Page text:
Applies to: Excel for Office 365, Excel for Office 365 for Mac, Excel for the web, Excel 2019, Excel 2016, Excel 2019 for Mac, Excel 2013, Excel 2010, Excel 2007, Excel 2016 for Mac, Excel for Mac 2011, Excel Starter 2010.
The IF function is one of Excel’s most recognised functions, enabling you to make logical comparisons between a value and your expected outcome.
Therefore, an IF statement can yield two results. The first result is if your comparison is True, the second if your comparison is False.
For example, =IF(A2=”Yes”,1,2) says IF(A2 = Yes, then return a 1, or else return a 2).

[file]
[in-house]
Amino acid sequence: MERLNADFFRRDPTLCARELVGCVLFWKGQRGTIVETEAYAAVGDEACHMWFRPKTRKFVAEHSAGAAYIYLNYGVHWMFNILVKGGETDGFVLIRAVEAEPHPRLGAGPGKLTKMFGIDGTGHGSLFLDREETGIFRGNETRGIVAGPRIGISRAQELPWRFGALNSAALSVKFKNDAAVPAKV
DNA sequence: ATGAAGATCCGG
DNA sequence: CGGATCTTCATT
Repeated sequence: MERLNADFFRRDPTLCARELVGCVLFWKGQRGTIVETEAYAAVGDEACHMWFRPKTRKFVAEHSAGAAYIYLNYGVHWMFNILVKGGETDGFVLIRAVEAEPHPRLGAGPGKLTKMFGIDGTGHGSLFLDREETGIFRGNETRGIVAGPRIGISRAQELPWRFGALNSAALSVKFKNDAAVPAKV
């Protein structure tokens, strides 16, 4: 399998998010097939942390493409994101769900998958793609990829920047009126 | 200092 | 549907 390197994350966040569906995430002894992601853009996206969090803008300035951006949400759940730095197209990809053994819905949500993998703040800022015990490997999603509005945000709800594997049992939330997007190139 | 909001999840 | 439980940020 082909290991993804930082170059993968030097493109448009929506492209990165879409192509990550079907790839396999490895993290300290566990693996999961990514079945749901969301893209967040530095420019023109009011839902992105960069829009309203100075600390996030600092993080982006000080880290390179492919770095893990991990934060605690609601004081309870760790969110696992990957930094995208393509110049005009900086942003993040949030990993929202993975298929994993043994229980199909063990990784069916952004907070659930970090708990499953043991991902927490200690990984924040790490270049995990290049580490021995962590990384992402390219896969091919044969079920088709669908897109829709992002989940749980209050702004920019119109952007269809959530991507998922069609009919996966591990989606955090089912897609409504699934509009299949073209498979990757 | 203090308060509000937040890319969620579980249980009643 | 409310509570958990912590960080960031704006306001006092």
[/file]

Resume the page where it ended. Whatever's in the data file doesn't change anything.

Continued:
Employ the IF function, one of the logical functions, to obtain one value if a condition is true and an alternative value if it’s false.
IF(logical_test, value_if_true, [value_if_false])
- =IF(C2>A2,”Over Budget”,”OK”)
|logical_test (required)||The condition you decide to test.|
|value_if_true (required)||The value that you prefer to be returned if the result of logical_test is TRUE.|
|value_if_false (optional)||The value that you expect to be returned if the result of logical_test is FALSE.|
Note: If you want to use text in formulas, you must wrap the text in quotes (e.g. “Text”). However, the single exception to the rule is using TRUE or FALSE, which Excel intuitively understands.
|Problem||What went wrong|
|0 (zero) in cell||An absence of an argument for either value_if_true or value_if_False arguments. To see the correct value returned, apply the argument text to the two arguments, or insert TRUE or FALSE to the argument.|
|#NAME? in cell||This typically indicates that the formula is misspelled.|